Example Question #22 : Dna And Rna Structure

Please complete the analogy.

Nitrogen : Nucleic Acids :: Phosphorous : ______________.

Nitrogen is essential to create all the nucleic acids, and phosphorous is essential to create phospholipids (an obvious choice), ATP and ADP (they are the same class of molecule, and the P stands for phosphate), and DNA (for the phosphate-sugar backbone).

Example Question #21 : Dna And Rna Structure

Which of the following is not true of a DNA molecule?

A purine or pyrimidine is bound to each sugar-phosphate group

Uracil is not a component of the molecule

Adenine and thymine are held together by phosphodiester bonds

Complementary strands are held together by hydrogen bonds

Adenine and thymine are held together by phosphodiester bonds

DNA is a polymer composed of nucleotide monomers. Each nucleotide is formed from a deoxyribose sugar, a phosphate, and a nitrogenous base. There are two types of nitrogenous bases: purines and pyrimidines. The purines are adenine and guanine, while the pyrimidines are thymine and cytosine (and uracil). Adenine will always bind thymine and cytosine will always bind guanine. Uracil is only found in RNA, and is absent from DNA.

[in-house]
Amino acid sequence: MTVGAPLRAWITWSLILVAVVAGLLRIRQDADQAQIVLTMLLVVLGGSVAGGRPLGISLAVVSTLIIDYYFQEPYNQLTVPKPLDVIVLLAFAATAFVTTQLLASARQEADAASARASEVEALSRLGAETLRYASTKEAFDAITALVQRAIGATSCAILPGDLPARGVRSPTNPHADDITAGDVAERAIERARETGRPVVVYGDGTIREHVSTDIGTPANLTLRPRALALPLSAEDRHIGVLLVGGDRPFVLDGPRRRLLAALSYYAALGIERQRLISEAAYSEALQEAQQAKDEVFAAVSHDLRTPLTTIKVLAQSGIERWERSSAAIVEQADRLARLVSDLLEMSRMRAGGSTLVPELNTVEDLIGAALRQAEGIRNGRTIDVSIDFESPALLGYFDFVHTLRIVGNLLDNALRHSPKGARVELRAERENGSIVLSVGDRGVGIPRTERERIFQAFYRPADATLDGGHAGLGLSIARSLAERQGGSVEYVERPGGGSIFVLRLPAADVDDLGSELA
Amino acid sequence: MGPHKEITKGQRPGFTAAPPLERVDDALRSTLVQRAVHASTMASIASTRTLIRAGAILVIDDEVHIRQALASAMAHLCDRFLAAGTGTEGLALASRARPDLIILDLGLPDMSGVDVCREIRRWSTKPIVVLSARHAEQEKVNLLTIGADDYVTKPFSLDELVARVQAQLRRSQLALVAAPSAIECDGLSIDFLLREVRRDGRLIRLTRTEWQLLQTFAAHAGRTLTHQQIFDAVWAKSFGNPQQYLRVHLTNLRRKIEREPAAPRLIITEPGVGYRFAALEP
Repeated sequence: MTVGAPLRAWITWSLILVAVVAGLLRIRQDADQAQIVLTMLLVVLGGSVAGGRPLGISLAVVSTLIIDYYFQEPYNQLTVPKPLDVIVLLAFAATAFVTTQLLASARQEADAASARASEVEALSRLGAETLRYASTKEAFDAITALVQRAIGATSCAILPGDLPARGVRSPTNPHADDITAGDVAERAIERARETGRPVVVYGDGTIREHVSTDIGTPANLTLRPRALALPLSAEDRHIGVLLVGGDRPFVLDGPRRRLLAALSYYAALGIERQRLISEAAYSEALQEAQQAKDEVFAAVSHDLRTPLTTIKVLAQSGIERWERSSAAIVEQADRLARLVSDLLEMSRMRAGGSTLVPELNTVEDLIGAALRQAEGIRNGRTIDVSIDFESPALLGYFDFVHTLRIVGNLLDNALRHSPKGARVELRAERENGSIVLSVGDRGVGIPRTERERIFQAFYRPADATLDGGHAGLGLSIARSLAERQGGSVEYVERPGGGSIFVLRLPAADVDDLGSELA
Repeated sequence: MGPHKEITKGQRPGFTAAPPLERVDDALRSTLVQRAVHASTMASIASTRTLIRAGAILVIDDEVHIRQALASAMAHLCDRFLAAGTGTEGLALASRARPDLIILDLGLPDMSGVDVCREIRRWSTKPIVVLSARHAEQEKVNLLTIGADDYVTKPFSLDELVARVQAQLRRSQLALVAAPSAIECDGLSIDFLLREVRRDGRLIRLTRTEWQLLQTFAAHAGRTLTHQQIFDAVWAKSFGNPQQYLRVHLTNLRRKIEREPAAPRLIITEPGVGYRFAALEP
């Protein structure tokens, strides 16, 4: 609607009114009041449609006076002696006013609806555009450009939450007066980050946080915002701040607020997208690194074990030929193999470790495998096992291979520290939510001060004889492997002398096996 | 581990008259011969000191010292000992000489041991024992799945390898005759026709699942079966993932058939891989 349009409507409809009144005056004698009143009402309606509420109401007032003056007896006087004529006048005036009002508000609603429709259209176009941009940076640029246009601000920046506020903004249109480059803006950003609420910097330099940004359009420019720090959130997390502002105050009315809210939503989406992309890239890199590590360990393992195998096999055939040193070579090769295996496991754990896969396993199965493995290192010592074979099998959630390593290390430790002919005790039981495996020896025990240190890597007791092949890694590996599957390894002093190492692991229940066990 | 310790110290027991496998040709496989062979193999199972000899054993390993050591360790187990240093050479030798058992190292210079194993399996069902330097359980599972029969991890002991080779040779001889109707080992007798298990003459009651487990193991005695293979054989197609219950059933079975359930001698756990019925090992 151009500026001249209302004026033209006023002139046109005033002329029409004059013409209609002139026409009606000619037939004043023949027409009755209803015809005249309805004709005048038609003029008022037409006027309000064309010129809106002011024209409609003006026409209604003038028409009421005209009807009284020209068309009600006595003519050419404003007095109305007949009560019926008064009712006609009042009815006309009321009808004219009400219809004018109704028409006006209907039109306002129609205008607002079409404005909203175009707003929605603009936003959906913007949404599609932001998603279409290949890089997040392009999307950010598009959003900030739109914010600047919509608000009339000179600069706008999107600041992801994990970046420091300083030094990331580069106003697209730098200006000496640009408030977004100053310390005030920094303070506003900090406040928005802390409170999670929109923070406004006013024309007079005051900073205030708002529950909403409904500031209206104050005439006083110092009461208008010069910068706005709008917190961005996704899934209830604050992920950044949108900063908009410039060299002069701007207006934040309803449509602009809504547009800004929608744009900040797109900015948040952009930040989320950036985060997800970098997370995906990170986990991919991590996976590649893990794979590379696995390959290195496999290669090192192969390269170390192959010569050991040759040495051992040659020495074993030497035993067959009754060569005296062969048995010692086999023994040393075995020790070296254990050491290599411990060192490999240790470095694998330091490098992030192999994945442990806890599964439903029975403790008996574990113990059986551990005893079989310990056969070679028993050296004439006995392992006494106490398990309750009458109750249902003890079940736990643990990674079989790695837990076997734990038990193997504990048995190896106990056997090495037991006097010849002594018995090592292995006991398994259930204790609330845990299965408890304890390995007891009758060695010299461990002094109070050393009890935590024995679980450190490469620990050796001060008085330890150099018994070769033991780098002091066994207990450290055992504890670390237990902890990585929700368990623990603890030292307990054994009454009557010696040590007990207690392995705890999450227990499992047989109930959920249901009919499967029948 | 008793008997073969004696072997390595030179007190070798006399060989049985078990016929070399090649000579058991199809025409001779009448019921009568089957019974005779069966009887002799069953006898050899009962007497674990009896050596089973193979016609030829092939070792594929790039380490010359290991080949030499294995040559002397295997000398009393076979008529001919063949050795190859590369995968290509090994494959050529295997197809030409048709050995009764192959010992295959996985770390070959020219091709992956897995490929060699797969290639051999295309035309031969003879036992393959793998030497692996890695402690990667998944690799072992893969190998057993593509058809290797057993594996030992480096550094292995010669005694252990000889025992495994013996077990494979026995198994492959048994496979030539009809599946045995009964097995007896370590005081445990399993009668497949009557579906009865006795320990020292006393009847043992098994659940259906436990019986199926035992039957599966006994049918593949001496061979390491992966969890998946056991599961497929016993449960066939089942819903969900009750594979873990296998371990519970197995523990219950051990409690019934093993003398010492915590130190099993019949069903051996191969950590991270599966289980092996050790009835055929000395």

During DNA replication and synthesis, nucleotides align so that the nitrogenous bases are correctly paired. The bases bind to one other via hydrogen bonding to secure the nucleotide to the template strand. The protein DNA ligase then fuses the sugar-phosphate groups of adjacent nucleotides to create the DNA backbone. These bonds are known as phosphodiester bonds.

The only false statement concerns the identity of bonding between nitrogenous bases. Bases are held together by hydrogen bonds, and the DNA backbone is held together by phosphodiester bonds.

Example Question #4 : Understanding The Sugar Phosphate Backbone

A __________ bond between the sugar of one nucleotide and the phosphate of an adjacent nucleotide stabilizes the backbone of the DNA.

The bond formed between the sugar of one nucleotide and the phosphate of an adjacent nucleotide is a covalent bond. A covalent bond is the sharing of electrons between atoms. A covalent bond is stronger than a hydrogen bond (hydrogen bonds hold pairs of nucleotides together on opposite strands in DNA). Thus, the covalent bond is crucial to the backbone of the DNA.

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What bonds nucleotides together?

A chemical bond between the phosphate group of one nucleotide and the sugar of a neighboring nucleotide holds the backbone together. Chemical bonds (hydrogen bonds) between the bases that are across from one another hold the two strands of the double helix together.